Understanding SEP IRAs for Small-Business Owners

When you first start a business, you may be too busy thinking about immediate tasks — buying equipment, setting up your website, finding customers — to worry much about your retirement. But, as your enterprise grows, looking after your personal long-term financial stability should become one of your top priorities.

Small-business owners have various options when it comes to retirement savings. These include traditional and Roth IRAs, which are available to tuck money away on a tax-deferred or tax-exempt basis. However, their contribution limits are often too restrictive for entrepreneurs with growing incomes.

An attractive alternative is a Simplified Employee Pension Individual Retirement Arrangement, or SEP IRA for short. A SEP IRA allows a small-business owner to make retirement contributions to his or her own retirement plan, as well as to company employees’ plans.

The benefit of a SEP IRA over a pension plan such as a 401(k) is that it requires far less administration and paperwork to set up and monitor. Only employers contribute to an employee’s SEP plan. The SEP IRA contribution limit for employees for 2013 is 25 percent of the employee’s gross salary, up to $51,000.

If your business is unincorporated, the contribution limit for your own personal SEP IRA is a little more complex, because it must take into consideration the self-employment taxes you pay. The limit works out to about 18 percent of your net profit

To set up a SEP IRA plan, you simply open IRAs for yourself and your employees. If you already have an IRA that accepts SEP contributions, you may contribute to your existing plan. Contributions are excluded from the taxable incomes of plan holders, but any withdrawals before retirement are fully taxable. (Just like a regular IRA, if funds are withdrawn before the plan holder turns 59 1/2 years old, there will also be a 10 percent early withdrawal penalty.)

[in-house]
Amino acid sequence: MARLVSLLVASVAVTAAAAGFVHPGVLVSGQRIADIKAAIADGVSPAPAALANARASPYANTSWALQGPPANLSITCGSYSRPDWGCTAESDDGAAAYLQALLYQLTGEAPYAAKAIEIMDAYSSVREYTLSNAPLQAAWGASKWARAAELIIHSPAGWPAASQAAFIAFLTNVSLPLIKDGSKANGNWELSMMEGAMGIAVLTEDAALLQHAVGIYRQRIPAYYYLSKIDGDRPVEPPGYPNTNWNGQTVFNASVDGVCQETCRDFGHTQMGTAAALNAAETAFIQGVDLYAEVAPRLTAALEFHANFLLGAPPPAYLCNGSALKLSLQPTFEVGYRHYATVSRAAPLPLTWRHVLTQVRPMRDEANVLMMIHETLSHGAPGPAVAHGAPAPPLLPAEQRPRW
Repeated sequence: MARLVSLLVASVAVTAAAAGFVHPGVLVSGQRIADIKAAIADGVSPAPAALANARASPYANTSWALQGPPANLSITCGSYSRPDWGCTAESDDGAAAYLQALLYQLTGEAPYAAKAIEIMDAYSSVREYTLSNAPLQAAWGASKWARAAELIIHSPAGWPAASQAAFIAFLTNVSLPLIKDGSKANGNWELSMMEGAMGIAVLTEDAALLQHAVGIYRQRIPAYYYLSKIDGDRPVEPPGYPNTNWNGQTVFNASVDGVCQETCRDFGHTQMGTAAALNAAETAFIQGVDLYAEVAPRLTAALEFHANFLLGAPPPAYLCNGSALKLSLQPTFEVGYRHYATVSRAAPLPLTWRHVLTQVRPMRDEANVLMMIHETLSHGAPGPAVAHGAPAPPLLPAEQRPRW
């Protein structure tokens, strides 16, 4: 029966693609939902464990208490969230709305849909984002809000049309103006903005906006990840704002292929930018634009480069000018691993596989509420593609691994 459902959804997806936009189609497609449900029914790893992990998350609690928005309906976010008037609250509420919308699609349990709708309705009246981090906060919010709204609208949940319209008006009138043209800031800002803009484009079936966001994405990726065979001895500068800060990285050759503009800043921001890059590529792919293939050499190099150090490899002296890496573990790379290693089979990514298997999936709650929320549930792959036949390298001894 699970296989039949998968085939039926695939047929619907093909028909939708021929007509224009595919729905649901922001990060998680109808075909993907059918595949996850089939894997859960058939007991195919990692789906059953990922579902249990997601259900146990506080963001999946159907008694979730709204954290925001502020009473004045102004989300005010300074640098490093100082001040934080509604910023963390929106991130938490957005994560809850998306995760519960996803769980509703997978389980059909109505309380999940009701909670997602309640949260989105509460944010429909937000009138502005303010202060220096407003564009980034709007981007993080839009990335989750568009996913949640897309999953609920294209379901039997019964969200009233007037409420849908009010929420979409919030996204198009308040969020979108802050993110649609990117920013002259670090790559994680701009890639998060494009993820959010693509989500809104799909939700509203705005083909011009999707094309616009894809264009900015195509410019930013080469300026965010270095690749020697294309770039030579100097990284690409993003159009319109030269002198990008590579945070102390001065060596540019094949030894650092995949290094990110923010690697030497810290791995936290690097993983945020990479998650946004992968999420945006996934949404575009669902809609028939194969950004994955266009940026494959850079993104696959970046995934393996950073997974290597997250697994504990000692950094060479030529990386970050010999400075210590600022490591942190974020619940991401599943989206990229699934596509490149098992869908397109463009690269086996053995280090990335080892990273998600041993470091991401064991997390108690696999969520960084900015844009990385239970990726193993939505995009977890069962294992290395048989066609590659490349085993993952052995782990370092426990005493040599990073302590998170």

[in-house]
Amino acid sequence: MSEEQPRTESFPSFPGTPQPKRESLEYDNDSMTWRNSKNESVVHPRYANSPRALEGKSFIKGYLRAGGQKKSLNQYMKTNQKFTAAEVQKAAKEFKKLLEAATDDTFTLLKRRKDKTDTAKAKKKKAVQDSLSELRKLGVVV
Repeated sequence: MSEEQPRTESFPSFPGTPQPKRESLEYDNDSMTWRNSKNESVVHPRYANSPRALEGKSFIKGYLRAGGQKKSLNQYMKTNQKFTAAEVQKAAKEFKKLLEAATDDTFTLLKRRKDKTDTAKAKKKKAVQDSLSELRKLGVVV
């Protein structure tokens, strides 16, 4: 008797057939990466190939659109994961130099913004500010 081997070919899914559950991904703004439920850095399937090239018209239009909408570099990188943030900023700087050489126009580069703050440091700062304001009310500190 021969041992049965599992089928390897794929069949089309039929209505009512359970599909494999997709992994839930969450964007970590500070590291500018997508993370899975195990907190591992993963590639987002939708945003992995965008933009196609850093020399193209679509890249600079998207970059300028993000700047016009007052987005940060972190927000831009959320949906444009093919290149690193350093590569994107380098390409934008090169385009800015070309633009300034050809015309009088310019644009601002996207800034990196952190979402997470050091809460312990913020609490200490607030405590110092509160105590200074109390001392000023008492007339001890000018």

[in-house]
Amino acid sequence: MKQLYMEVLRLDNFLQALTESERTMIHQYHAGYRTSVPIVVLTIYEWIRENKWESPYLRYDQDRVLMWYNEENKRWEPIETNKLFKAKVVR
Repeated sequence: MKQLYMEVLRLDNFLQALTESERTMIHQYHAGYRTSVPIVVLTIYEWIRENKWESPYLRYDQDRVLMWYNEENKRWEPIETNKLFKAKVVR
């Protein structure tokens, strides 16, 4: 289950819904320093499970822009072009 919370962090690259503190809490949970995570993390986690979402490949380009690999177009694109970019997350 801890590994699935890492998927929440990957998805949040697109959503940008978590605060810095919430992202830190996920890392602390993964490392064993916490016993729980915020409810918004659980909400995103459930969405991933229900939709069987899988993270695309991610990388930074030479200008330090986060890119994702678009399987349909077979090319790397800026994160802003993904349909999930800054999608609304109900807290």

All eligible employees must be allowed to participate in the plan. Eligible employees are defined as people 21 years or older who’ve worked for you either full- or part-time for three of the past five years and have earned at least $500 in the current year.

As your small business flourishes and you earn more money from it, you can save significant amounts for your retirement with a SEP IRA. These plans also enable you to offer your employees a lucrative benefit, which may help you attract talent both now and in the future. Why not make SEP IRAs an integral part of your company’s strategic plan?

About Angie Mohr

Angie Mohr is a Chartered Accountant, Certified Management Accountant, and financial consultant. She has worked with thousands of clients over the years from mom and pop startups to rock bands and celebrity chefs. She is the author of the best-selling Numbers 101 for Small Business series of books and writes for Forbes, MSNBC, the Globe & Mail, Yahoo! Finance, Investopedia, and Motley Fool, among other financial publications. Her new book, Piggy Banks to Paychecks, helps parents teach their children how to be money smart. She splits her time between Canada and the United States and currently lives by the ocean with her husband and two children, who have finally learned that money doesn’t grow on trees. For more, go to www.piggybanks2paychecks.com.
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2 comments
DhavalVJantiya
DhavalVJantiya

I am a having a business and I do agree with your view and I personally think about my future and to secure future I am doing saving and investments in mutual fund and fixed deposits. My dad always say if you earn any amount keep 10% for the person who needed means for donation and keep 20% for saving........ This practice give me peaceful sleep every night.